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Rigid body (mass sliding over a cone)

  1. Mar 4, 2012 #1

    fluidistic

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    1. The problem statement, all variables and given/known data
    There's a problem that I don't even know really where to start. It seems extremely complex to me.
    Basically there's a reverted cone of mass M with a mass of mass m that can slides over it without friction. But there's a constraint of motion for the particule, it must stay on a trail over the cone, of step L. The cone is totally free to rotate (it's on a frictionless surface). The system is put under the gravitational field.
    1)Express the velocity of the particule with respect to an inertial system.
    2)Write down the Lagrangian and the conserved quantities.


    2. Relevant equations

    Not sure.

    3. The attempt at a solution
    First of all the center of mass of the cone will move and its axis of rotation too (I think). So that it looks like extremely difficult to decide where to put my coordinate system. Let's say I put the original of my coordinate system on a point on the ground. Now I don't know what coordinate system is more appropriated since I'm dealing with a cone. Let's take cylindrical coordinates [itex](r, \theta, z)[/itex]. I don't know how to proceed further. :(
    What should I do here?
     

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  3. Mar 4, 2012 #2

    tiny-tim

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    hi fluidistic! :smile:

    i may be wrong :redface:, but my guess is that the question intends that it is only free to rotate (not free to translate) …
    i'd try it that way first! :wink:

    (and if i am wrong, i really don't see how cylindrical or spherical coordinates will help)
     
  4. Mar 4, 2012 #3

    fluidistic

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    Let's assume you are right. Do you mean that the cone will rotate around a vertical axis passing by its center of mass?
     
  5. Mar 4, 2012 #4

    tiny-tim

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    if we're lucky! :biggrin:
     
  6. Mar 4, 2012 #5

    fluidistic

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    Thanks... I'll work on this tonight and ask tomorrow a professor about if he knows more about this problem which is taken from past exam.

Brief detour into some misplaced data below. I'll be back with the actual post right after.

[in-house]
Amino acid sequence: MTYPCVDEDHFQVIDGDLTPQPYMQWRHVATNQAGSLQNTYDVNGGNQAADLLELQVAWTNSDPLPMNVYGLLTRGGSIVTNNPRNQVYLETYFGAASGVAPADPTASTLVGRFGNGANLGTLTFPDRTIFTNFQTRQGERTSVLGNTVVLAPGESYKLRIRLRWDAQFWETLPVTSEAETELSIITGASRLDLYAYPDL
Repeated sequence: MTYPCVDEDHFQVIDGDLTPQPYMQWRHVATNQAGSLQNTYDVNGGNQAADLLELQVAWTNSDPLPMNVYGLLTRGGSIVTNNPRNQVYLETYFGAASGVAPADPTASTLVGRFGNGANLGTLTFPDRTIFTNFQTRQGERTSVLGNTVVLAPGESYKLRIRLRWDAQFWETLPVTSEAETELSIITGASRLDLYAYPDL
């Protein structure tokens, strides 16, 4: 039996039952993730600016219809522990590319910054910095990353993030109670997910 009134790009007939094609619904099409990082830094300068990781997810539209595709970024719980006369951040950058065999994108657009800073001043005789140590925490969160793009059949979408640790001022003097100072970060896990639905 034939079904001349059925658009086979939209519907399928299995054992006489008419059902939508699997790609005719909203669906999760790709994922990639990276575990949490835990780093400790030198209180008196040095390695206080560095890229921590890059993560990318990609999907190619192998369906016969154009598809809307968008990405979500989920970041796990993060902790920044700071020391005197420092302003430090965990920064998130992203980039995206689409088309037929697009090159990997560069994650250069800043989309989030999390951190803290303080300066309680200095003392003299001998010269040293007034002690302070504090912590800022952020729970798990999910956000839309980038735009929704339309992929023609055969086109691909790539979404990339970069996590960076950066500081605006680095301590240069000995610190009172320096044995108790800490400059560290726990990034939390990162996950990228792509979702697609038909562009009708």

7. Mar 5, 2012 #6

    fluidistic

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    Ok tiny-tim, the cone is rotating around a fixed axis, as we assumed (I asked the professor). Rigid body problems aren't my forte. :(
    I realize that there are 2 degrees of freedom, so that I should end up with a Lagrangian involvign 2 generalized coordinates.
    Using cylindrical coordinates [itex](r, \theta , z)[/itex], I get that [itex]z(r)=H \left ( 1- \frac{r}{R} \right )[/itex] where H is the height of the cone. I also reached [itex]z(\theta )=H-\frac{\theta L}{2\pi }[/itex].
    To build the Lagrangian, the total kinetic energy will be the one of the cone [itex]T_2=\frac{I \omega ^2}{2}[/itex] plus the one of the particle, [itex]T_1=\frac{mv^2}{2}[/itex]. The potential energy of the Lagrangian will be the one of the particule only (I can discard the one of the cone right? Since it's a constant), namely [itex]V_1(\theta )=mg \left ( H- \frac{\theta L}{2\pi} \right )[/itex].
    Now my next task is to find out the kinetic energy in terms of the 2 generalized coordinates. Theta seems to be one of them but I'm totally unsure about the other generalized coordinate we could choose to make the algebra simpler.
    Is this correct so far? How can I continue?
     
  8. Mar 6, 2012 #7

    tiny-tim

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    oooh, i never got the hang of lagrangians …

    i was rather hoping that once i got you spinning on the right axis, you'd show me how to do it! :redface:

    let me see … if one coordinate is basically height ,then i suppose the other must be basically angle …

    so how about angular momentum of the mass m? o:)

    (i'm really only stringing words together in the hope that they look wise :redface:)
     
  9. Mar 6, 2012 #8

    fluidistic

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    hehehe, I have absolutely no experience on this kind of problem.
    Now that I think, I should take theta as first generalized coordinate. For my other generalized coordinate, I think I should consider [itex]\Theta[/itex], the angle the cone moves with respect to my inertial reference frame system. You can visualize this angle better if you take a fixed point on the cone (say on the trail).
    I already have [itex]z(\theta )=H-\frac{\theta L}{2\pi }[/itex].
    So I have [itex]\omega = \dot \Theta[/itex]. [itex]\Theta[/itex] is totally independent of [itex]\theta[/itex], however using intuition, [itex]\dot \theta[/itex] must depend on the velocity of the particle. Anyway I'm asked (first), the velocity of the particle. In cylindrical coordinates the speed is worth [itex]\sqrt {\dot r ^2+r^2 \dot \theta ^2 +\dot z^2}[/itex].
    I need to express these terms in function of [itex]\theta[/itex] only. I already have z. Now [itex]r(\theta )=\frac{RL\theta}{2\pi H}[/itex].
    So that [itex]v = \sqrt { \left ( \frac{RL \dot \theta }{2\pi H} \right ) ^2+\left ( \frac{RL\theta}{2\pi H} \right ) ^2\dot \theta ^2 +\left ( H-\frac{L\theta }{2\pi} \right ) ^2}[/itex]. I hope this simplify a bit somehow. What do you think so far about my thoughts?

    Edit: [itex]v=\sqrt {\frac{R^2L^2 \dot \theta ^2 }{4\pi ^2 H^2}(1+\theta ^2)+\left ( H-\frac{L\theta }{2\pi} \right ) ^2}[/itex]. This result does not seem to make sense to me :( Do you spot any problem?
     
    Last edited: Mar 6, 2012
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